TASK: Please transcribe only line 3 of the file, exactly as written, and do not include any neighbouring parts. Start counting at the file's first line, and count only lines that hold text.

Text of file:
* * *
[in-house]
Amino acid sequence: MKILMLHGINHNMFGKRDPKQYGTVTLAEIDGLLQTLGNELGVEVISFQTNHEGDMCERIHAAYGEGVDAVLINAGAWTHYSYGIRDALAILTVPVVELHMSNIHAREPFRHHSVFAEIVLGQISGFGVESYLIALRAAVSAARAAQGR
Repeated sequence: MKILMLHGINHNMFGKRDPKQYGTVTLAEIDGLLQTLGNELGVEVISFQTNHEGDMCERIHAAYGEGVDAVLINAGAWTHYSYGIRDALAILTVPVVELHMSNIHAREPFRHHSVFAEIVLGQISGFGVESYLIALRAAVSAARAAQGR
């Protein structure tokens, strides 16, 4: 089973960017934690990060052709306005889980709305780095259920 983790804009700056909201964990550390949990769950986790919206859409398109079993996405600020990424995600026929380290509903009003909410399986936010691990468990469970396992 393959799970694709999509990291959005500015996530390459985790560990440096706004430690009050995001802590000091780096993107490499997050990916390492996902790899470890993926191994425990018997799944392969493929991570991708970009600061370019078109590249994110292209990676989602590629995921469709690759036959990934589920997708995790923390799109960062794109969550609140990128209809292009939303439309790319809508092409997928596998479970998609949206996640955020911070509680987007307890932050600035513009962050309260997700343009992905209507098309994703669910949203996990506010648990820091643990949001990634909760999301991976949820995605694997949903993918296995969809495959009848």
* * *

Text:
Repeated sequence: MKILMLHGINHNMFGKRDPKQYGTVTLAEIDGLLQTLGNELGVEVISFQTNHEGDMCERIHAAYGEGVDAVLINAGAWTHYSYGIRDALAILTVPVVELHMSNIHAREPFRHHSVFAEIVLGQISGFGVESYLIALRAAVSAARAAQGR